Sensors will turn it to Live Drones

Sensors will turn it to Live Drones

By Energy CIO Insights | Monday, May 20, 2019

The Internet of Things has fueled explosive growth in business use, and its applications go beyond delivery services. These drones are widely used by farmers to soar over huge fields and monitor temperature, humidity or crop health. Which needs so much power to fly that they cannot get very far without needing a charge. Now the engineers at the University of Washington have created a sensing system that is small enough to ride abroad a bumble bee. This forms a solution for the need for uninterrupted power for flying because insects can fly on their own. The team of engineers addressed a set of complications to come up with this application. One was that insects cannot carry much weight. And secondly, the GPS receivers which work for helping drones report their positions, consume too much power.

Bumblebees can carry the tiny battery that powers the system because they are large enough for that. Also, they return to their hive every night where the batteries can be wirelessly recharged. The GPS receivers are power hungry to ride on a small insect, the team of engineers came up with a method that uses no power to localize the bees. A set up of multiple antennas that broadcast signals from a base station across a specific area. A receiver attached to the bee's backpack can use the strength of the signal and the angle difference between the bee and the base station can triangulate the bee's position.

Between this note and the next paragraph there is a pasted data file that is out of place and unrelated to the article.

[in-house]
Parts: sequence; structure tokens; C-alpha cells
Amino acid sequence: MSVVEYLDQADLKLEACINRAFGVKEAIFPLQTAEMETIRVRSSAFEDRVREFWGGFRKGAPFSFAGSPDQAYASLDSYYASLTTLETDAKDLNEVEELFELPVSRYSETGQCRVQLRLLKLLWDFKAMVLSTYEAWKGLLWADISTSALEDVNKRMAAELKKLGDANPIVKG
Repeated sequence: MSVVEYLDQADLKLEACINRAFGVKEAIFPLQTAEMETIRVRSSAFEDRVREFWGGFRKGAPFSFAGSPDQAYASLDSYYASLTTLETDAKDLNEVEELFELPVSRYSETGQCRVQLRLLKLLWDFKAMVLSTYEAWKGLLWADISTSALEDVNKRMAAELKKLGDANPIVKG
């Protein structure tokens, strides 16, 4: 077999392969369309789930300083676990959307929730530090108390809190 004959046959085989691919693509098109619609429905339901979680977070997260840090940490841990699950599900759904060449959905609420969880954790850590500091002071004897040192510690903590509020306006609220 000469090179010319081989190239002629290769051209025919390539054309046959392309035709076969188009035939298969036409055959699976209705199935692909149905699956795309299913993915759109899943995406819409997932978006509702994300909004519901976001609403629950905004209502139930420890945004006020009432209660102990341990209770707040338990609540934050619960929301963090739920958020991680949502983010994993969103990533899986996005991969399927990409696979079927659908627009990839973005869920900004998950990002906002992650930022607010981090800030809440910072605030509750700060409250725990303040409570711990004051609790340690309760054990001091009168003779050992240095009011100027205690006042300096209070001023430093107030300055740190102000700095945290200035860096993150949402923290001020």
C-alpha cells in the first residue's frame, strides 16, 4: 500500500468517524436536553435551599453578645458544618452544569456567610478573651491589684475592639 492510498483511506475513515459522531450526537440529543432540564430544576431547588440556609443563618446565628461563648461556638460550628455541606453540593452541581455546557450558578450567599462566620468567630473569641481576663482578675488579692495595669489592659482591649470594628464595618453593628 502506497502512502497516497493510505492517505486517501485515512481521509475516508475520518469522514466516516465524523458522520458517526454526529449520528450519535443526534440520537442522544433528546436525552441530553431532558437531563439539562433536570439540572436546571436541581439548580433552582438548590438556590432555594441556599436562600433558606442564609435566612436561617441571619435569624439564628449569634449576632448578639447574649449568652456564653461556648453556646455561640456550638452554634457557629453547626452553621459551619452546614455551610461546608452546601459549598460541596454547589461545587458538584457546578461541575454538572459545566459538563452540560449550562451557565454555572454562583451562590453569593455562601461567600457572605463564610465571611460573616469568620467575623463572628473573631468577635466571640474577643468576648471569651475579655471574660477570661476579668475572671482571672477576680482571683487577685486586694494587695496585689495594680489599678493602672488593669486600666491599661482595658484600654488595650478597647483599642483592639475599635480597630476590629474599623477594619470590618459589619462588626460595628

The team experimented the localization system on a soccer field with a base station with four antennas on one side of the field, and a bee with a backpack flying around in a jar that is moved away from the antenna. The team was able to detect the bee's position within 80 meters.

Adding a series of small sensors to the backpack can enable monitoring temperature, humidity, and light intensity. Hence the bees could collect data logged along with their location can provide information about a whole farm. The data is collected through a method called backscatter that can be uploaded while the bee returns to its hive. Also, this information can be shared by reflecting radio waves transmitted from a nearby antenna.

Having insects that carry sensor systems could benefit farming because bees can sense things that electronic devices cannot.

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